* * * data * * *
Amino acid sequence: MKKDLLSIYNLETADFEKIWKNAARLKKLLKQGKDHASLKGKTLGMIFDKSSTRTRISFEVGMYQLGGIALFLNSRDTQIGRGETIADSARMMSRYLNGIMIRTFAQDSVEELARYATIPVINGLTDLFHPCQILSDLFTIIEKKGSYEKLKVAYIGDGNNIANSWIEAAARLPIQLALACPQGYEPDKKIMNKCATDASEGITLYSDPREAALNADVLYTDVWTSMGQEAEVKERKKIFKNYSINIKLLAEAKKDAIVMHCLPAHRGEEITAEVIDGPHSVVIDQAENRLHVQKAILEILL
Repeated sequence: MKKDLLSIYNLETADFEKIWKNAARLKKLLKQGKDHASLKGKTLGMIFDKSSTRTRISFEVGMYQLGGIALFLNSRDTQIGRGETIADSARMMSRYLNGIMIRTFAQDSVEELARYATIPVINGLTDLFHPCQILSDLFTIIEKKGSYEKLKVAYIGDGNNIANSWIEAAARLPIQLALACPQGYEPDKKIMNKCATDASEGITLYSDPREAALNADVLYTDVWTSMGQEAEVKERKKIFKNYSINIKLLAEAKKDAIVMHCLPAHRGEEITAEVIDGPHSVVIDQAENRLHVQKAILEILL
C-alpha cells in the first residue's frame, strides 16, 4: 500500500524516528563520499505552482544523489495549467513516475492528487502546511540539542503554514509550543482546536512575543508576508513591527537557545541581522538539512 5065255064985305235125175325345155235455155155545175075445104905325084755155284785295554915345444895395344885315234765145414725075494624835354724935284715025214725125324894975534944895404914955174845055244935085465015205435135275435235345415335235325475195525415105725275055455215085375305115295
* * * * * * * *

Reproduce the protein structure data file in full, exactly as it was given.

Amino acid sequence: MKKDLLSIYNLETADFEKIWKNAARLKKLLKQGKDHASLKGKTLGMIFDKSSTRTRISFEVGMYQLGGIALFLNSRDTQIGRGETIADSARMMSRYLNGIMIRTFAQDSVEELARYATIPVINGLTDLFHPCQILSDLFTIIEKKGSYEKLKVAYIGDGNNIANSWIEAAARLPIQLALACPQGYEPDKKIMNKCATDASEGITLYSDPREAALNADVLYTDVWTSMGQEAEVKERKKIFKNYSINIKLLAEAKKDAIVMHCLPAHRGEEITAEVIDGPHSVVIDQAENRLHVQKAILEILL
Repeated sequence: MKKDLLSIYNLETADFEKIWKNAARLKKLLKQGKDHASLKGKTLGMIFDKSSTRTRISFEVGMYQLGGIALFLNSRDTQIGRGETIADSARMMSRYLNGIMIRTFAQDSVEELARYATIPVINGLTDLFHPCQILSDLFTIIEKKGSYEKLKVAYIGDGNNIANSWIEAAARLPIQLALACPQGYEPDKKIMNKCATDASEGITLYSDPREAALNADVLYTDVWTSMGQEAEVKERKKIFKNYSINIKLLAEAKKDAIVMHCLPAHRGEEITAEVIDGPHSVVIDQAENRLHVQKAILEILL
C-alpha cells in the first residue's frame, strides 16, 4: 500500500524516528563520499505552482544523489495549467513516475492528487502546511540539542503554514509550543482546536512575543508576508513591527537557545541581522538539512 5065255064985305235125175325345155235455155155545175075445104905325084755155284785295554915345444895395344885315234765145414725075494624835354724935284715025214725125324894975534944895404914955174845055244935085465015205435135275435235345415335235325475195525415105725275055455215085375305115295